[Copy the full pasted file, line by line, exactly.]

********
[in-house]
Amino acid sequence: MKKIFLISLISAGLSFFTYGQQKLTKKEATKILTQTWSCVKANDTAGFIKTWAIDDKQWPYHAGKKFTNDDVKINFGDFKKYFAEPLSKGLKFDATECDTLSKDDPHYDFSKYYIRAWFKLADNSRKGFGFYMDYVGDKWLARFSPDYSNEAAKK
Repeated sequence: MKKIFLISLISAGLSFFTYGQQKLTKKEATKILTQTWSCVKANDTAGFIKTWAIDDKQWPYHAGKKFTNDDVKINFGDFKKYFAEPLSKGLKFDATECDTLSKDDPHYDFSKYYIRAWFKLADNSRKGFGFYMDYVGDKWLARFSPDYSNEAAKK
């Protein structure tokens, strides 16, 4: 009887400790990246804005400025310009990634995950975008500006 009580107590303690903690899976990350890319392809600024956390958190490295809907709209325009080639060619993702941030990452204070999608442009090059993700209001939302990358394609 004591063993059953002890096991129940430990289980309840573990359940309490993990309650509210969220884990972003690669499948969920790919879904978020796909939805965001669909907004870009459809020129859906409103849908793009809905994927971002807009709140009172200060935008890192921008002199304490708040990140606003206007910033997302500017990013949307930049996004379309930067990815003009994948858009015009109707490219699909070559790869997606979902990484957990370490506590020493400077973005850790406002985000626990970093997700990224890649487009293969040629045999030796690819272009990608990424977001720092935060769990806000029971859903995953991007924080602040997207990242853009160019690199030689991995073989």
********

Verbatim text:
[in-house]
Amino acid sequence: MKKIFLISLISAGLSFFTYGQQKLTKKEATKILTQTWSCVKANDTAGFIKTWAIDDKQWPYHAGKKFTNDDVKINFGDFKKYFAEPLSKGLKFDATECDTLSKDDPHYDFSKYYIRAWFKLADNSRKGFGFYMDYVGDKWLARFSPDYSNEAAKK
Repeated sequence: MKKIFLISLISAGLSFFTYGQQKLTKKEATKILTQTWSCVKANDTAGFIKTWAIDDKQWPYHAGKKFTNDDVKINFGDFKKYFAEPLSKGLKFDATECDTLSKDDPHYDFSKYYIRAWFKLADNSRKGFGFYMDYVGDKWLARFSPDYSNEAAKK
């Protein structure tokens, strides 16, 4: 009887400790990246804005400025310009990634995950975008500006 009580107590303690903690899976990350890319392809600024956390958190490295809907709209325009080639060619993702941030990452204070999608442009090059993700209001939302990358394609 004591063993059953002890096991129940430990289980309840573990359940309490993990309650509210969220884990972003690669499948969920790919879904978020796909939805965001669909907004870009459809020129859906409103849908793009809905994927971002807009709140009172200060935008890192921008002199304490708040990140606003206007910033997302500017990013949307930049996004379309930067990815003009994948858009015009109707490219699909070559790869997606979902990484957990370490506590020493400077973005850790406002985000626990970093997700990224890649487009293969040629045999030796690819272009990608990424977001720092935060769990806000029971859903995953991007924080602040997207990242853009160019690199030689991995073989």